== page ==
In a cinematic culture that’s become oversaturated with inauthentic emotion and the use of technology over human connection, we often forget what the joy of movies is all about. You look back on what made you first fall in love with film, on the pictures that truly excited you, and it wasn’t about cheap thrills or blockbuster blasts. It was the simple idea of good storytelling—films that felt rich and alive and took you on an adventure and made you feel as though you experienced something great. It’s the memory of those cinematic moments that stay whole in our minds and inspire what we will go on to create. And in recent years, as a new wave of filmmakers emerges, we’ve begun to see a harkening back to that kind of storytelling through the new voices of independent cinema—revitalizing a generation and telling stories teeming with life and excitement, being made to please their artistic sensibility rather than a grand ideal of what a successful film in Hollywood should be.
And with Jordan Vogt-Roberts’ directorial debut The Kings of Summer, he recalls a certain kind of coming-of-age story that feels both anachronistic yet with a fresh take on the genre. Telling the story of Joe (played by Nick Robinson), the film is about "what the hell it means to be a man in the video game era," about teenage boys struggling to understand their own ascent into manhood and independence while clashing with parental authority, and the newfound hells of love. Joe lives with his father (played by Nick Offerman) whose tight leash is beginning to cut a little too close to Joe’s skin. In his own act of true rebellion, Joe decides to run away for the summer to build a huge fort in a secluded part of the woods. He enlists his two friends—played by Gabriel Basso and Moises Arias—to come along for the adventure, and what ensues is both a hilarious delight and a heartfelt look at self-discovery and the confusion of youth’s no man’s land.
With a successful short film, various television projects, and comedy chops to his name Vogt-Roberts’ debut feature shows the handsome promise of someone who truly knows what they’re doing and where they’re going. Here he’s crafted a classic teen tale but infused it with the cinematic beauty of something slightly more mature, elevating the overall feature to a likeness of its own. And last week, I got the chance to chat with him about what attracted him to the script for the film—written by Chris Galleta—adding his own touch of wonder, and letting his actors breathe their own life into the work.
How did you come across the script and why was this what you wanted to make as your first feature?
I’ve been out in LA for while making shorts and commercials and doing TV, but I came out here because I love movies and wanted to make movies. I’ve been looking for my first feature for a while and there were a couple things I was interested in, and then this script came my way and I just fell in love. I had such a visceral reaction and wasn’t even thinking I want to do this movie or I could do this movie, but just having this really deep-rooted feeling of I needing to do this movie. The script spoke to me so much, but I just knew what I could push in it. I knew with Chris’ base, I could make a movie that was funny but real and was cinematically grand and felt like a theatrical experience. And I wanted to push his tone even further and add in elements that weren’t in the script like all of this lyrical, impressionisitc stuff.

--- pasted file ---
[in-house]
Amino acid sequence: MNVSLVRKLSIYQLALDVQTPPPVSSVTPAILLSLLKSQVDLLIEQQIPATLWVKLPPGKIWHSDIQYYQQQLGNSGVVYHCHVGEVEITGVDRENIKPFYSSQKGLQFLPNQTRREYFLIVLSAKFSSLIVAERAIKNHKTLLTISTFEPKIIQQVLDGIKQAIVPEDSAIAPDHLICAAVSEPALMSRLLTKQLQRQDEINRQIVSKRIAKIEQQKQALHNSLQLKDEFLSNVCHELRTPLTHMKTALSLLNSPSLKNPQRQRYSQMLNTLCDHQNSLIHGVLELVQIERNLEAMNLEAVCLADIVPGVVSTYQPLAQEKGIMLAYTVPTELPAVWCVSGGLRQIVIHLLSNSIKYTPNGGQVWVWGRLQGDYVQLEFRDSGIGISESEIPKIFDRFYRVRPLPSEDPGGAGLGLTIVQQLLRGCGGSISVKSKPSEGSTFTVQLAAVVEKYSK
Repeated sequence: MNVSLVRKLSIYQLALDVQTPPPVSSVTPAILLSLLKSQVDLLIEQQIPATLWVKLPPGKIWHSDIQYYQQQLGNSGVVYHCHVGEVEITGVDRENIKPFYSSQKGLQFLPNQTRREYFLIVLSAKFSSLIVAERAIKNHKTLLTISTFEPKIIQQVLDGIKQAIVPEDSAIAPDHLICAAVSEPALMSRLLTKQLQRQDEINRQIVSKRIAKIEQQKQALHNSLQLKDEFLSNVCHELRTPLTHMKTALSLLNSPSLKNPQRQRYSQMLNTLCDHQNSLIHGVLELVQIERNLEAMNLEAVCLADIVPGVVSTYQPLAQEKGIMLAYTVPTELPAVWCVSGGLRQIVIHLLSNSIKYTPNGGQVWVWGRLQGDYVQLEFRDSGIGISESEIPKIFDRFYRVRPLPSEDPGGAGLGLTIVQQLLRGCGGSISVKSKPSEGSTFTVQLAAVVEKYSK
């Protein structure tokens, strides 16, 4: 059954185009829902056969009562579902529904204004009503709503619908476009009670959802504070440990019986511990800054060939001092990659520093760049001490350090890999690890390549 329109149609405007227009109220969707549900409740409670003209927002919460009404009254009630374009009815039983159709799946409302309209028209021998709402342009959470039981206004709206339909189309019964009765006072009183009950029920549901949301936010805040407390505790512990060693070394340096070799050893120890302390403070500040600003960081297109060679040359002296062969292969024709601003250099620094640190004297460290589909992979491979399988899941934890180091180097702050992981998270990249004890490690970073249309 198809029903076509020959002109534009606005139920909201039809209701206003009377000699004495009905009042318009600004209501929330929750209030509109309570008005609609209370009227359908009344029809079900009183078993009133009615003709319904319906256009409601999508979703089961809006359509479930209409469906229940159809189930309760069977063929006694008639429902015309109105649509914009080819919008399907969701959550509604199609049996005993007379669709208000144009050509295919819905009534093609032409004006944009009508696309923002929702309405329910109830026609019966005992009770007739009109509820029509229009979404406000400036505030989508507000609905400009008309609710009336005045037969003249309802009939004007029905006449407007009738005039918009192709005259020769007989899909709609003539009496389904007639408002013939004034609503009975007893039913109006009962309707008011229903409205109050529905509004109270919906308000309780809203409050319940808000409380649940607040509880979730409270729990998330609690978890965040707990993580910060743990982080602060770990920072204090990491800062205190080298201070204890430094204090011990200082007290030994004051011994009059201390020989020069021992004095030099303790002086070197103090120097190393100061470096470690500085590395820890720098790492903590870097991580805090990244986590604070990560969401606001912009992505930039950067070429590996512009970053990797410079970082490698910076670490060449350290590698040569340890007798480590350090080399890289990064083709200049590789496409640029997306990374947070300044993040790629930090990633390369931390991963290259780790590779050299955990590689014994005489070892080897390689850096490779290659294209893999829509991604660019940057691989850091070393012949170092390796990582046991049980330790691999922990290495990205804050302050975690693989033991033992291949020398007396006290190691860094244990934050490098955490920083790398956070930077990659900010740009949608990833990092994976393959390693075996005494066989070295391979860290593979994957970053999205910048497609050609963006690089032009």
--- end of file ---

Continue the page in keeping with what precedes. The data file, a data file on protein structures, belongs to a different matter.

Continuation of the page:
So those more wistful cinematic moments were your input?
Oh yeah, none of that stuff’s in the script. The script definitely plays with tone but that was something that I loved exploring. None of the ethereal stuff is in the script but when I first started talking to Chris, one of the first things we both geeked out on was: how do we combine Terrence Malick with the Coen Brothers? Like how do we make a really stupid Terrence Malick movie that’s really funny and bizarre but also beautiful and lyrical? I had never seen that before and I felt this really intense responsibility to say, we’ve seen so many coming of age stories, there has to be something unique in every element—in the characters, in the way it looks, in the way it unfolds, in the sense that it’s a mash-up, in the music. I wanted it to feel like its own thing, as opposed to derivative of another coming of age movie you’ve seen before. I saw what I could with this script and fought my ass off to win it and miraculously they gave me the movie.